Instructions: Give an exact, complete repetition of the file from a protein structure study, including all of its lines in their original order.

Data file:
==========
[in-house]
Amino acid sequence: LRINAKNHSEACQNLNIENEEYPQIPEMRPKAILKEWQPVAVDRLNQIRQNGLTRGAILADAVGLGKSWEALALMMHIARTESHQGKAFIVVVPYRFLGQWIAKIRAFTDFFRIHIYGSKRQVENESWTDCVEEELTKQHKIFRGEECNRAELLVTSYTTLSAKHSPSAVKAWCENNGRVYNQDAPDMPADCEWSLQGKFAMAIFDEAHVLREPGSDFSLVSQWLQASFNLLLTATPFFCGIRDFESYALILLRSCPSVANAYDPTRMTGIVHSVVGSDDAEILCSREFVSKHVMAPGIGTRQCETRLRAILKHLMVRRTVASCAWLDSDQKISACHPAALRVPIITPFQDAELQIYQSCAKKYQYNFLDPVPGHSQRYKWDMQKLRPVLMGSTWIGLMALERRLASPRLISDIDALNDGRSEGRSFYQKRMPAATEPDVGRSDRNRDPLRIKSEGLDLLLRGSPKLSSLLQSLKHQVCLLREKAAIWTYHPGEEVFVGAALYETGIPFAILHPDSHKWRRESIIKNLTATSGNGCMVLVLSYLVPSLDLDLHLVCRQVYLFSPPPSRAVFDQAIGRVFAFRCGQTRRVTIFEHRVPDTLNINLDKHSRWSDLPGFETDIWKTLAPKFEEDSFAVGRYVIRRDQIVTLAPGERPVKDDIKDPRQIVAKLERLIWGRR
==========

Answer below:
[in-house]
Amino acid sequence: LRINAKNHSEACQNLNIENEEYPQIPEMRPKAILKEWQPVAVDRLNQIRQNGLTRGAILADAVGLGKSWEALALMMHIARTESHQGKAFIVVVPYRFLGQWIAKIRAFTDFFRIHIYGSKRQVENESWTDCVEEELTKQHKIFRGEECNRAELLVTSYTTLSAKHSPSAVKAWCENNGRVYNQDAPDMPADCEWSLQGKFAMAIFDEAHVLREPGSDFSLVSQWLQASFNLLLTATPFFCGIRDFESYALILLRSCPSVANAYDPTRMTGIVHSVVGSDDAEILCSREFVSKHVMAPGIGTRQCETRLRAILKHLMVRRTVASCAWLDSDQKISACHPAALRVPIITPFQDAELQIYQSCAKKYQYNFLDPVPGHSQRYKWDMQKLRPVLMGSTWIGLMALERRLASPRLISDIDALNDGRSEGRSFYQKRMPAATEPDVGRSDRNRDPLRIKSEGLDLLLRGSPKLSSLLQSLKHQVCLLREKAAIWTYHPGEEVFVGAALYETGIPFAILHPDSHKWRRESIIKNLTATSGNGCMVLVLSYLVPSLDLDLHLVCRQVYLFSPPPSRAVFDQAIGRVFAFRCGQTRRVTIFEHRVPDTLNINLDKHSRWSDLPGFETDIWKTLAPKFEEDSFAVGRYVIRRDQIVTLAPGERPVKDDIKDPRQIVAKLERLIWGRR